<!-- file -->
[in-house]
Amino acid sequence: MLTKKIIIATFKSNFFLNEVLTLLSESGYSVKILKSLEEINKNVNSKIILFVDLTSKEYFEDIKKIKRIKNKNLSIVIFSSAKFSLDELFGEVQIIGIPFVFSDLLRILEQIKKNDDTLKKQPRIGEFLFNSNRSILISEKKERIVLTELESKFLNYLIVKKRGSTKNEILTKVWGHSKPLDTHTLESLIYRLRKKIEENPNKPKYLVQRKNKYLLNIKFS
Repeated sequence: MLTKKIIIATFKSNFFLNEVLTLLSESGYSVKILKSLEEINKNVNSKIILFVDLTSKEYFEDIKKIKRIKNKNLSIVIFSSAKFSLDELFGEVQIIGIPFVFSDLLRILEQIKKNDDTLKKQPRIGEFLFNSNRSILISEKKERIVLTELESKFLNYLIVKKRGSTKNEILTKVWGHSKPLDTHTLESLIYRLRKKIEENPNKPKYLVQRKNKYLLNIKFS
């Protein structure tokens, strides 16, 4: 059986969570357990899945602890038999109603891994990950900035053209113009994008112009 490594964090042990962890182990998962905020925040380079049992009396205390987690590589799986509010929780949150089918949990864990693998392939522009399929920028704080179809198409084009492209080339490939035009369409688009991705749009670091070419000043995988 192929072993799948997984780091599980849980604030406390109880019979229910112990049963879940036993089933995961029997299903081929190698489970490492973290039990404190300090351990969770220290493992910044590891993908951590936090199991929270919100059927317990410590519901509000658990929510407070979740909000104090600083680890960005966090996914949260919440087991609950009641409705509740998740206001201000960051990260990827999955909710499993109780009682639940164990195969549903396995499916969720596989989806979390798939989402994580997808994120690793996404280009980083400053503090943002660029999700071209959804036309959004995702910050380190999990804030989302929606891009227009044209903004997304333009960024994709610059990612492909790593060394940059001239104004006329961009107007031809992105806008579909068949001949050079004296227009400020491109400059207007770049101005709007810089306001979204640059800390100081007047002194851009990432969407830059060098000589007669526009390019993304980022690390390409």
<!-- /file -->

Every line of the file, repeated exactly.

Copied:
[in-house]
Amino acid sequence: MLTKKIIIATFKSNFFLNEVLTLLSESGYSVKILKSLEEINKNVNSKIILFVDLTSKEYFEDIKKIKRIKNKNLSIVIFSSAKFSLDELFGEVQIIGIPFVFSDLLRILEQIKKNDDTLKKQPRIGEFLFNSNRSILISEKKERIVLTELESKFLNYLIVKKRGSTKNEILTKVWGHSKPLDTHTLESLIYRLRKKIEENPNKPKYLVQRKNKYLLNIKFS
Repeated sequence: MLTKKIIIATFKSNFFLNEVLTLLSESGYSVKILKSLEEINKNVNSKIILFVDLTSKEYFEDIKKIKRIKNKNLSIVIFSSAKFSLDELFGEVQIIGIPFVFSDLLRILEQIKKNDDTLKKQPRIGEFLFNSNRSILISEKKERIVLTELESKFLNYLIVKKRGSTKNEILTKVWGHSKPLDTHTLESLIYRLRKKIEENPNKPKYLVQRKNKYLLNIKFS
């Protein structure tokens, strides 16, 4: 059986969570357990899945602890038999109603891994990950900035053209113009994008112009 490594964090042990962890182990998962905020925040380079049992009396205390987690590589799986509010929780949150089918949990864990693998392939522009399929920028704080179809198409084009492209080339490939035009369409688009991705749009670091070419000043995988 192929072993799948997984780091599980849980604030406390109880019979229910112990049963879940036993089933995961029997299903081929190698489970490492973290039990404190300090351990969770220290493992910044590891993908951590936090199991929270919100059927317990410590519901509000658990929510407070979740909000104090600083680890960005966090996914949260919440087991609950009641409705509740998740206001201000960051990260990827999955909710499993109780009682639940164990195969549903396995499916969720596989989806979390798939989402994580997808994120690793996404280009980083400053503090943002660029999700071209959804036309959004995702910050380190999990804030989302929606891009227009044209903004997304333009960024994709610059990612492909790593060394940059001239104004006329961009107007031809992105806008579909068949001949050079004296227009400020491109400059207007770049101005709007810089306001979204640059800390100081007047002194851009990432969407830059060098000589007669526009390019993304980022690390390409």